Next comes the debate, which is always the highlight of O’Reilly’s Hour of Power. This faceoff, usually with some left-wing nut (on this night it was Alan Colmes, who is to the right of Snooki), gives Bill a chance to display his mastery of debater’s tricks, such as arguing the “facts” even when his are wrong. Another ploy is the Rhetorical Sidestep. When he is behind, he changes the subject. And then the Fast Cutoff: when he seems to be losing an argument, he says, “Well, that’s your opinion. Thanks for coming in.” As if he wasn’t presenting his opinion in the No Spin Zone.

I have a friend, a college graduate, now a headhunter on Wall Street, who thinks she will get a more balanced view of the news by watching not only O’Reilly but Sean Hannity. Now I see why: the Hannity news at nine o’clock offers diversity. Where O’Reilly is semi-demented, Hannity is a total madman. The only thing balanced about him is the part in the middle of his hair.

Tonight’s episode was promo’d as “The Road to 2012,” an in-depth analysis of the Republican primary race. The roadkill turned out to be “The Anointed One.” The anchorman can’t even bear mentioning Obama by name. What was the Anointed One up to today? You guessed it: the growing controversy about Solyndra. Hannity saw this scandal as another example of The Green Menace, and he proceeded to indict the whole ecology movement, and global warming, for which I think he blames the Chicago thugs who have taken over the administration.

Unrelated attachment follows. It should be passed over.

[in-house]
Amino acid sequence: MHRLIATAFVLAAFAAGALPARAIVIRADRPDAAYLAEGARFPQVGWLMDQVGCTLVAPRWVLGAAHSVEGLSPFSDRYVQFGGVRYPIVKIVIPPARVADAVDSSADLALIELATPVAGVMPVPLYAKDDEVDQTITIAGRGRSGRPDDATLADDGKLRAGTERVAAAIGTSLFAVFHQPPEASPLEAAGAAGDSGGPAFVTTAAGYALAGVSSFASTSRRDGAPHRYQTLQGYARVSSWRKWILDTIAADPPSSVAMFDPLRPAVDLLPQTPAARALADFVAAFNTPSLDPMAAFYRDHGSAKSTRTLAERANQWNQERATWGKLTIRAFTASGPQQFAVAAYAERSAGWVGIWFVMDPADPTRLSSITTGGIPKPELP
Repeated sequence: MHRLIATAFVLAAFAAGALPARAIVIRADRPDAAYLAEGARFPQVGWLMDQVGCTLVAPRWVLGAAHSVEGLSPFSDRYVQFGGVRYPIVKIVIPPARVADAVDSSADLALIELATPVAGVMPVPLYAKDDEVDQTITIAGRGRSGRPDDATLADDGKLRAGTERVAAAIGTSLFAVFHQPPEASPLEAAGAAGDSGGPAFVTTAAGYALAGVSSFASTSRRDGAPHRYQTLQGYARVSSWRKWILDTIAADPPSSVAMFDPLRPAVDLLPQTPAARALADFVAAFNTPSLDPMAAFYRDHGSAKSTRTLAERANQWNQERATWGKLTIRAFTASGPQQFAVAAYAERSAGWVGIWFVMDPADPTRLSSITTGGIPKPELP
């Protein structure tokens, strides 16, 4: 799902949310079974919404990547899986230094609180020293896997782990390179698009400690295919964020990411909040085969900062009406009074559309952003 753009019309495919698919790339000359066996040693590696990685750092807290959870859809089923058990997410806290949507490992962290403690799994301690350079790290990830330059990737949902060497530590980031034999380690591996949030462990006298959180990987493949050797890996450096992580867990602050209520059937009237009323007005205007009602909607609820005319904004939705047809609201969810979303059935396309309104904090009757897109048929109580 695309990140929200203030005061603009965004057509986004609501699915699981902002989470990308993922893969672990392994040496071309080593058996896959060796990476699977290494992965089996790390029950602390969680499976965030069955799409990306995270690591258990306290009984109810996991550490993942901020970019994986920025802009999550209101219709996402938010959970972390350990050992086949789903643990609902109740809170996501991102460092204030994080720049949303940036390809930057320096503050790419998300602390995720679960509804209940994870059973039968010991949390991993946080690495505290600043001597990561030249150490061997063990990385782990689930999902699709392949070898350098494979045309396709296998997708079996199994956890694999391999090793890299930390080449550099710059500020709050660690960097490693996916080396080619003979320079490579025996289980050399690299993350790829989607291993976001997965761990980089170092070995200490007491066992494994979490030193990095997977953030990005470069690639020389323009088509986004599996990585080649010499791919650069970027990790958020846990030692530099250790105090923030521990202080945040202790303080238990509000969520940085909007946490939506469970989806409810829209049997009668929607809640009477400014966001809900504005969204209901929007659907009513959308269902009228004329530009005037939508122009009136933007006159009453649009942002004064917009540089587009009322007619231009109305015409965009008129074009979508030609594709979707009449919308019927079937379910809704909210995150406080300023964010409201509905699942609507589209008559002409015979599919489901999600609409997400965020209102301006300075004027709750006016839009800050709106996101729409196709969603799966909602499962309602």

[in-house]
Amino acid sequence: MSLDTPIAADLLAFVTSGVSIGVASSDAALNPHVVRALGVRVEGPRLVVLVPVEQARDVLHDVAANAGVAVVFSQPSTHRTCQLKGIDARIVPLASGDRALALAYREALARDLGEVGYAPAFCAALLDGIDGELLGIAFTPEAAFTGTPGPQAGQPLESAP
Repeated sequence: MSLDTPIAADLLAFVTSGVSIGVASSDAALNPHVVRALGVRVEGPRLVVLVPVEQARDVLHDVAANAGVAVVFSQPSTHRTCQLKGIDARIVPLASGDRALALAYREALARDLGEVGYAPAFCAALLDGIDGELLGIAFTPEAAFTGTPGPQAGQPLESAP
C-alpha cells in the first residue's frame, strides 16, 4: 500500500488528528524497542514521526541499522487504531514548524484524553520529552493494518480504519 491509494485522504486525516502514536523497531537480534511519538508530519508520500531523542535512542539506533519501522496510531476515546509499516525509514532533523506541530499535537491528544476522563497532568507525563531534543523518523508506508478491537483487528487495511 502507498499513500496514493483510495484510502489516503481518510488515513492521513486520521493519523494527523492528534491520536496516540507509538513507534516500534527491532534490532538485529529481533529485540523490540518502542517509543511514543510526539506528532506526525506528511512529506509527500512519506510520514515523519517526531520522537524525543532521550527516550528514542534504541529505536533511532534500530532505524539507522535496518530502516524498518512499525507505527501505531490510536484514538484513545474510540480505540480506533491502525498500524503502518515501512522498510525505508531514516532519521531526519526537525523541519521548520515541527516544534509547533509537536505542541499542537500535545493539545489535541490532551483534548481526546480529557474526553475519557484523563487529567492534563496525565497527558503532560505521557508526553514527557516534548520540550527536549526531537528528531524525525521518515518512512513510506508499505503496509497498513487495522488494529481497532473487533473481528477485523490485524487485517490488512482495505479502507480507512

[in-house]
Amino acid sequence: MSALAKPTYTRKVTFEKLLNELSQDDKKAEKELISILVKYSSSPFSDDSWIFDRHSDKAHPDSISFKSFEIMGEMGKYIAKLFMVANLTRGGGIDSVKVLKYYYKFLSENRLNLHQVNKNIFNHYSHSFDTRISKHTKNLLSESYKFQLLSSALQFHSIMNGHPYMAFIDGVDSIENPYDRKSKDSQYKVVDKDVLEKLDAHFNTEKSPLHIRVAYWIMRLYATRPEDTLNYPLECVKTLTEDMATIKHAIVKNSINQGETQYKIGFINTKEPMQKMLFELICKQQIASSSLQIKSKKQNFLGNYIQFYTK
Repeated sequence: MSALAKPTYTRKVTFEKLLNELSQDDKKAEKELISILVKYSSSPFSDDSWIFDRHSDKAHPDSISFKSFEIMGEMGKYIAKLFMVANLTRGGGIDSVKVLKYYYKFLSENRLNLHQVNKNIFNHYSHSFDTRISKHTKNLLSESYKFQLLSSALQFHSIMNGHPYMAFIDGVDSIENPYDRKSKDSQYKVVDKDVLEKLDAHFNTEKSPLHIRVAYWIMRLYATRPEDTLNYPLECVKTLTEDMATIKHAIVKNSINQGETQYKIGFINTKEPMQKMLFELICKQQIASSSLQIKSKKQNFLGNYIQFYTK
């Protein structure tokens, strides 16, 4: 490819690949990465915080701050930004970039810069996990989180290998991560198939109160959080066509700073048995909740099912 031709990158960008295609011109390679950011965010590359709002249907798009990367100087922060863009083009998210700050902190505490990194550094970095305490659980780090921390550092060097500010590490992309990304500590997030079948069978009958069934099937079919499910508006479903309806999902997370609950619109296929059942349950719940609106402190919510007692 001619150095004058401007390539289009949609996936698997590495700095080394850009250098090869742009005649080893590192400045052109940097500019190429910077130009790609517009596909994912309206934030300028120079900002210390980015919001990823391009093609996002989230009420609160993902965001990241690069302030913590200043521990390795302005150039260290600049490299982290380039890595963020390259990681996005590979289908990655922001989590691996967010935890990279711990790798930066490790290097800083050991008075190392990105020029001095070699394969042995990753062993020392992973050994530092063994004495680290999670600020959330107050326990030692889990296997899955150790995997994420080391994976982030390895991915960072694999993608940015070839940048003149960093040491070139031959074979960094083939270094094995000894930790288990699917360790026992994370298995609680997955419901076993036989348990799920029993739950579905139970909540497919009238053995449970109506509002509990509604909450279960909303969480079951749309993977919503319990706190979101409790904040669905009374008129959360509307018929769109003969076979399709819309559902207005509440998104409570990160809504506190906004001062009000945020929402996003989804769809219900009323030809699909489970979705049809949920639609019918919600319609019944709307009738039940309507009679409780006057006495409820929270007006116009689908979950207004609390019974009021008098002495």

Then Hannity thawed out another package of Authorities, whom he labels The Great American Panel. They listened as Hannity formulated the right side of the night’s big debate after a brief rundown of the other news.

Greta Van Susteren, Esq., anchor of On the Record With Greta Van Susteren, looked different from the last time I’d seen her, on CNN. Then I remembered reading that when she landed her job in 2002, she said she was so excited about the chance to do good journalism at Fox, she’d had a face-lift. Greta got “the get” of the night with her first guest—Sarah Palin! Well, not exactly. Sarah is on her porch in Wasilla, from which she keeps an eye on Russia, while Greta is still in the studio, from which she can see her Nielsen ratings going up.

It was not surprising that the hottest unannounced candidate in the GOP presidential primary gave Greta the laurel. Palin is a Fox News analyst on the same bench as such objective analysts as Karl Rove.

The big question, what all Fox News fans wanted to know: would she be running for president? If anyone could get her to open up, it would be ex–criminal defense and civil trial lawyer Greta. Under tough questioning Palin revealed that she was still talking it over with her friends, loved ones, trusted advisers and accountants. Could it be that she wanted to see how much money could be squeezed out of the star-struck media before withdrawing from the race? I don’t know. Nobody asked.